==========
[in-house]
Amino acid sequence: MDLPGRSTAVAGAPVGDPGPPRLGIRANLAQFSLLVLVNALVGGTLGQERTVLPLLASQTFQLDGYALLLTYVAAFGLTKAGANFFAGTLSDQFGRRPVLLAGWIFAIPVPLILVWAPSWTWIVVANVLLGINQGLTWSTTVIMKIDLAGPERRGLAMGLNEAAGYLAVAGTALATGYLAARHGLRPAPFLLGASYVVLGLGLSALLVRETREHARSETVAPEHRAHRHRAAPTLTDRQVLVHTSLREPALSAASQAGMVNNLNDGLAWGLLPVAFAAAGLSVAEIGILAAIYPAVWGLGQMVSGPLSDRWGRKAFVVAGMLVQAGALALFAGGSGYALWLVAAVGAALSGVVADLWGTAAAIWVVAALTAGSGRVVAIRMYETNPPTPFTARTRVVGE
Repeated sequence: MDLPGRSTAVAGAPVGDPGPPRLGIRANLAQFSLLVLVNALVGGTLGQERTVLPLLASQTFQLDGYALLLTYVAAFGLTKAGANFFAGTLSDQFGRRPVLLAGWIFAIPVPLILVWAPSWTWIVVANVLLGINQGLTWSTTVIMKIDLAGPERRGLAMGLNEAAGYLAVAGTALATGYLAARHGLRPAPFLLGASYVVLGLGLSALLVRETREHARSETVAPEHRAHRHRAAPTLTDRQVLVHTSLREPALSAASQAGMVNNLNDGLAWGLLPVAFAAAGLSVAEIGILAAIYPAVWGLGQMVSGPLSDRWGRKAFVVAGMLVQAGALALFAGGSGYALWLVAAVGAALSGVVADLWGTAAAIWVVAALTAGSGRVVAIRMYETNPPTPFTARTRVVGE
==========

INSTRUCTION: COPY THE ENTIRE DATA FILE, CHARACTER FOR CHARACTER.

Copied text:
[in-house]
Amino acid sequence: MDLPGRSTAVAGAPVGDPGPPRLGIRANLAQFSLLVLVNALVGGTLGQERTVLPLLASQTFQLDGYALLLTYVAAFGLTKAGANFFAGTLSDQFGRRPVLLAGWIFAIPVPLILVWAPSWTWIVVANVLLGINQGLTWSTTVIMKIDLAGPERRGLAMGLNEAAGYLAVAGTALATGYLAARHGLRPAPFLLGASYVVLGLGLSALLVRETREHARSETVAPEHRAHRHRAAPTLTDRQVLVHTSLREPALSAASQAGMVNNLNDGLAWGLLPVAFAAAGLSVAEIGILAAIYPAVWGLGQMVSGPLSDRWGRKAFVVAGMLVQAGALALFAGGSGYALWLVAAVGAALSGVVADLWGTAAAIWVVAALTAGSGRVVAIRMYETNPPTPFTARTRVVGE
Repeated sequence: MDLPGRSTAVAGAPVGDPGPPRLGIRANLAQFSLLVLVNALVGGTLGQERTVLPLLASQTFQLDGYALLLTYVAAFGLTKAGANFFAGTLSDQFGRRPVLLAGWIFAIPVPLILVWAPSWTWIVVANVLLGINQGLTWSTTVIMKIDLAGPERRGLAMGLNEAAGYLAVAGTALATGYLAARHGLRPAPFLLGASYVVLGLGLSALLVRETREHARSETVAPEHRAHRHRAAPTLTDRQVLVHTSLREPALSAASQAGMVNNLNDGLAWGLLPVAFAAAGLSVAEIGILAAIYPAVWGLGQMVSGPLSDRWGRKAFVVAGMLVQAGALALFAGGSGYALWLVAAVGAALSGVVADLWGTAAAIWVVAALTAGSGRVVAIRMYETNPPTPFTARTRVVGE